The recess appointees are Sharon Block (Dem.), Richard Griffin (Dem.), and Terence Flynn (Rep.). You can read more about them here in a White House release. And here is a release from the NLRB.

In this press release, the U.S. Chamber of Commerce denounced the NLRB appointments:

"The NLRB's credibility has suffered greatly during this administration due to an aggressive agenda favoring the unions. The president could have chosen to work with the Senate and stakeholders to see if a package of nominees could be confirmed that would help restore the agency's independence and credibility. Instead, today's steps will simply further poison the well with regard to labor-management issues pending in front of the Board and on Capitol Hill."

The Board had been operating in 2012 with just two members, after the term of Craig Becker, President Obama's prior recess-appointee, expired. According to the U.S. Supreme Court, a two-member Board is powerless to exercise any authority. Thus, we have the recess appointments.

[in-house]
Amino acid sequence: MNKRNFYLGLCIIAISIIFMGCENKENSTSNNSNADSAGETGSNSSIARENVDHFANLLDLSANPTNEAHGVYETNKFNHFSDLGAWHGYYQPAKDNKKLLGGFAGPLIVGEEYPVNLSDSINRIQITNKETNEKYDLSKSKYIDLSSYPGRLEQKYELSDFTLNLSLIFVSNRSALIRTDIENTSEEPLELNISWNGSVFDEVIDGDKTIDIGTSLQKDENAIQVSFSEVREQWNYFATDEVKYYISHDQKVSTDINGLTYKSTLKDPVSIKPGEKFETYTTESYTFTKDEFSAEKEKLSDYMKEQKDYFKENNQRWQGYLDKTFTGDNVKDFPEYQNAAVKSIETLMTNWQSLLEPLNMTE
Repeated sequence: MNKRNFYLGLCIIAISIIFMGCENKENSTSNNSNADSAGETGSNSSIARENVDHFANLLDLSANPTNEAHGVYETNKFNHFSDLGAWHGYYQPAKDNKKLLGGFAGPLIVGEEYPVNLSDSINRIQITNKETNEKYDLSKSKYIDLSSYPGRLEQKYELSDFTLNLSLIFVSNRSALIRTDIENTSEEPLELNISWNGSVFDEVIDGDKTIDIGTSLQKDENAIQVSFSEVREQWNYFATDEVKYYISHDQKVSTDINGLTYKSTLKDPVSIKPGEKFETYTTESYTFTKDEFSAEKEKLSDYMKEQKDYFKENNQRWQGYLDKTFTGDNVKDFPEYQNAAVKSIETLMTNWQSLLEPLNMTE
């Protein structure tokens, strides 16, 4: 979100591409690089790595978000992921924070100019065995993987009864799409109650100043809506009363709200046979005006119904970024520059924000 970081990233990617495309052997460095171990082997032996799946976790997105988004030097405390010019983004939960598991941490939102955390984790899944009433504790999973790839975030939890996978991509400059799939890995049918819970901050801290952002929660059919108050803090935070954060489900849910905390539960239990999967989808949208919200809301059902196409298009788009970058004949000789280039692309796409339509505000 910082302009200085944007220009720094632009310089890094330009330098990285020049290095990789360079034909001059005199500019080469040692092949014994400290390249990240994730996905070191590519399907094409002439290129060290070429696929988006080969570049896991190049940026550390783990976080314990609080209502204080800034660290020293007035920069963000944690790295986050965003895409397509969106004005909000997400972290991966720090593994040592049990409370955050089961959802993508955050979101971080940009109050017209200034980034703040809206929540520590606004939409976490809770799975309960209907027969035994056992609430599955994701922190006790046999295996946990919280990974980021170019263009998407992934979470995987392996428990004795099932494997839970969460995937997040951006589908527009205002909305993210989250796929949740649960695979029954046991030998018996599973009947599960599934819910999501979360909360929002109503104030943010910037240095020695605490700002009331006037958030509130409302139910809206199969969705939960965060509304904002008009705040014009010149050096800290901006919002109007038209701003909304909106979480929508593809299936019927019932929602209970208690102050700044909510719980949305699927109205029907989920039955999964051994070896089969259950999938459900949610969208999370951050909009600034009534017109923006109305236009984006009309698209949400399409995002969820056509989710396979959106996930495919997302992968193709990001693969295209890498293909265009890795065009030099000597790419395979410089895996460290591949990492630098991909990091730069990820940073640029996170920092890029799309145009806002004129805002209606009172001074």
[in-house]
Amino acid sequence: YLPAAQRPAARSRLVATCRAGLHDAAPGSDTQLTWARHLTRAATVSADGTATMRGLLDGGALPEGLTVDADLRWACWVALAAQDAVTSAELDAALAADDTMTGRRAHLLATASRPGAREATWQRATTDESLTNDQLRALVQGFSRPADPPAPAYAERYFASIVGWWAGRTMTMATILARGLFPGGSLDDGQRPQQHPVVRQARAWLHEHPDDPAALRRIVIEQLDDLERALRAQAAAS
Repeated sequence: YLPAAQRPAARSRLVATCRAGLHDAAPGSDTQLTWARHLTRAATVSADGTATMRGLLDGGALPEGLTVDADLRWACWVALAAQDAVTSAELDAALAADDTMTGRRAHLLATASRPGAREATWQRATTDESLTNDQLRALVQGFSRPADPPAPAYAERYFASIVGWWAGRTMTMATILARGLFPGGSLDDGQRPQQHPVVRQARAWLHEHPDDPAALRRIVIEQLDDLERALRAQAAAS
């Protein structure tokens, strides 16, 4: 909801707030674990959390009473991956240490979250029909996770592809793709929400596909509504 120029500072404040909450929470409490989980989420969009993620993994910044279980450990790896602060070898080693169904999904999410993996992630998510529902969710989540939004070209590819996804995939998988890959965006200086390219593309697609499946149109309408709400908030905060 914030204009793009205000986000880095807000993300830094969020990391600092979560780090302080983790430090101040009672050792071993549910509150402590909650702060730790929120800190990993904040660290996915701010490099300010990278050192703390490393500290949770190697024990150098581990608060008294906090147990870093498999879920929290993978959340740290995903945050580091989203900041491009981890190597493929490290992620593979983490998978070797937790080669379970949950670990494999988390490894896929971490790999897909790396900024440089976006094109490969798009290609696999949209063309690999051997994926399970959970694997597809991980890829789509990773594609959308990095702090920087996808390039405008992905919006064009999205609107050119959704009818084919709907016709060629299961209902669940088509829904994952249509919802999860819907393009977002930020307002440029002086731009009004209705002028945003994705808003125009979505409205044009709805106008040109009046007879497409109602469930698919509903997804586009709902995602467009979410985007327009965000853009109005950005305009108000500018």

Correction: This post has been updated with a new quote attributed to the U.S. Chamber. The original post referenced a quote from this article, criticizing President Obama's decision to recess-appoint Richard Cordray as head of the Consumer Financial Protection Bureau.

January 4, 2012

Are employees' LinkedIn contacts considered your trade secrets?

Over the past several weeks, you probably read about this case involving a company suing one of its former employees whom it alleges misappropriated a Twitter account and, along with it, 17,000 Twitter followers that the company believes it owns. A video about the case follows below:

Late last month, I learned of another case (h/t TechDirt), in which a former high-level executive and her prior employer are currently duking it out to see who owns the connections on the executive's LinkedIn page. More on this story and whether LinkedIn contacts are even trade secrets at all, after the jump...

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Continue reading "Are employees' LinkedIn contacts considered your trade secrets?" »

January 3, 2012

The curious case of a high-speed ambulance-chasing whistleblower

'First Birthday cake and cupcakes' photo (c) 2011, kristin_a (Meringue Bake Shop) - license: http://creativecommons.org/licenses/by-nd/2.0/But before I get to that, did you know that The Employer Handbook turns one today? It's true. Help me blow out the candle -- hey, kid! Save some for the rest of us.